Art, Writing & Code by Eddie Bowen

Soul of a new machine

Using a smarter schema

Eddie Bowen, Fri Oct 14 2016

OK, so we're building our dream web platform. What is the guiding principle that will inform what we're doing?

In two words, external schema.

Most web applications are essentially a UI on a database. The process is like this:

  • admin enters document in a back-end form
  • store document in database


  • fetch normalized data from the database
  • transform it into denormalized content
  • format it with a template

You push the content into the database, then sling it up when it's requested.

The usual way to do this is bespoke - if the app is SQL-based then database has a schema, but the back end has it's own understanding of the document structure; the application translates stuff into fields for the template, and so on.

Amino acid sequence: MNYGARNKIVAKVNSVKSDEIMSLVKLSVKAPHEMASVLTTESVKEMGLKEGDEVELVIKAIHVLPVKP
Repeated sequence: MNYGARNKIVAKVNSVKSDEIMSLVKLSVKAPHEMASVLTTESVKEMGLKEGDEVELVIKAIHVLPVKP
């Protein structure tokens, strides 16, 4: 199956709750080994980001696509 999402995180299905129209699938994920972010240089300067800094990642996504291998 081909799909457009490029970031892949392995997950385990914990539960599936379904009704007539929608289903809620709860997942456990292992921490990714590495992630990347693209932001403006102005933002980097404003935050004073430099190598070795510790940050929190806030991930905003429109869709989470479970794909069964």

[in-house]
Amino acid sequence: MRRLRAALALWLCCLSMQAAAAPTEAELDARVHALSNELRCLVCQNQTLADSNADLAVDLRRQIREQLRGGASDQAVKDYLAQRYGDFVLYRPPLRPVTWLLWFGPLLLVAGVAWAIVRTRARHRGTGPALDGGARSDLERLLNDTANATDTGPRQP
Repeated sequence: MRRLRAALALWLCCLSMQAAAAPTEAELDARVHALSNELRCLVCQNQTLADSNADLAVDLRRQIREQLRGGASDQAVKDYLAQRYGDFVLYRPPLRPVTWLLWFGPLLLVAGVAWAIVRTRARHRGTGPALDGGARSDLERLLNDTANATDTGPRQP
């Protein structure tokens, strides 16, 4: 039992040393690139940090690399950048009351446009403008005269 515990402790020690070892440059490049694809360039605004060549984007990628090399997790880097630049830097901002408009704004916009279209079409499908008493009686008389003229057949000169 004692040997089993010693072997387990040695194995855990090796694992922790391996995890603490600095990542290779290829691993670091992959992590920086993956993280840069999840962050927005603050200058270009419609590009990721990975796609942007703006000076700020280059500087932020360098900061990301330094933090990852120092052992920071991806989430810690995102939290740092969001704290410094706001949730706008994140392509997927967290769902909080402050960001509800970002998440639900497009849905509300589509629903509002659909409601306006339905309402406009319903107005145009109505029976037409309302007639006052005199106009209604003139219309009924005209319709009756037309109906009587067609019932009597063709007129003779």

Pageda is schema-driven. Every document type in Pageda is defined with a JSON schema.

Here's a typical Pageda schema:

	"name": "users",
	"extends": "base",
	"collection": "users",
	"displayAs": "Users",
	"abstract": false,
	"properties": {
		"uid": {
			"displayName": "UID",
			"datatype": "uid"
		"twitter": {
			"displayName": "Twitter",
			"datatype": "string"
		"avatar": {
			"displayName": "Avatar",
			"datatype": "image"

We're going to use the schema to drive the entire back end; the scaffolding will use the schema to lay out inputs.

This means we can set up a series of different types of posts (think of Tumblr), and the scaffolding will automatically support them.

But the main advantage of using an external schema is that it enforces consistency and prevents the app from becoming brittle. With the schema we always present the same types of data the same way.